Declaring that “India and Singapore have been together at many crossroads of time,” Prime Minister Narendra Modi traced the interconnectedness of the two nations through ties of history, culture, kinship and commerce. He underscored the Southeast Asian city-state’s special role in India’s reform and modernisation story today. The bilateral relationship, that started with Singapore’s independence 50 years ago, has now been elevated to a strategic partnership. India has sought to draw lessons from the economic and civic success of a tiny nation with scant resources. As Modi pointed out in the 37th Singapore Lecture he delivered on Monday, Singapore is not only India’s largest trading partner in Southeast Asia but also its “biggest source and destination” for investment, and a major partner in newer projects like smart cities, clean energy and sustainable infrastructure.
Singapore’s role in shaping the Asian future is no less significant. In calling Singapore “India’s springboard to the world and gateway to the East”, Modi harked back to leaders who shaped modern India’s relations with Southeast Asia. Like P.V. Narasimha Rao more than two decades ago, whose government formulated and enacted the Look East policy, this was Modi’s reaffirmation of New Delhi’s commitment to “Act East” by cultivating good relations with all Asian powers, including China, Japan and Korea, as well as accelerating India’s economic integration with Asean, the “anchor of our Act East policy”.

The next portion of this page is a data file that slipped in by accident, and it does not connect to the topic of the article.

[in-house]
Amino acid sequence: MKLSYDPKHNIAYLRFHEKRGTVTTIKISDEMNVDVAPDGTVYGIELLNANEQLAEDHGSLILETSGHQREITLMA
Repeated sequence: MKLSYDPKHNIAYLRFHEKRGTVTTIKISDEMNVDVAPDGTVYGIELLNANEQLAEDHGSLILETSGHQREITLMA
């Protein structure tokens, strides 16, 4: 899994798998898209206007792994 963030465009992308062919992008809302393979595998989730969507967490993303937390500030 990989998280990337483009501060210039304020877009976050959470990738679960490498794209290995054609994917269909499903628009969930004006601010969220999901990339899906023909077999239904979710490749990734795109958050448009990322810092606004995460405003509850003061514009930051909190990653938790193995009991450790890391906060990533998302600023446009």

India has signed a new, enhanced bilateral defence cooperation agreement with Singapore along with nine deals, including on cyber security, civil aviation and shipping. But for much of the last decade, Delhi has let Singapore and its Southeast Asian partners down by failing to step up to the larger security role these nations expected it to play. The new defence pact reinforces Delhi’s commitment to be a net security provider in East Asia and the Pacific. Modi has said that the seas, space and the cyber domain shouldn’t become “new theatres of contests” but avenues of “shared prosperity”. Given that this statement was made in the context of the standoff in the South China Sea, India must use its own experience in keeping its border with China stable, despite “unresolved issues” — in the PM’s own words — to offer help in keeping the sea lines of communication navigable for all. As it steps up its military-economic diplomacy in the region, that’s the first challenge Delhi will face. It is one it cannot afford to fail.
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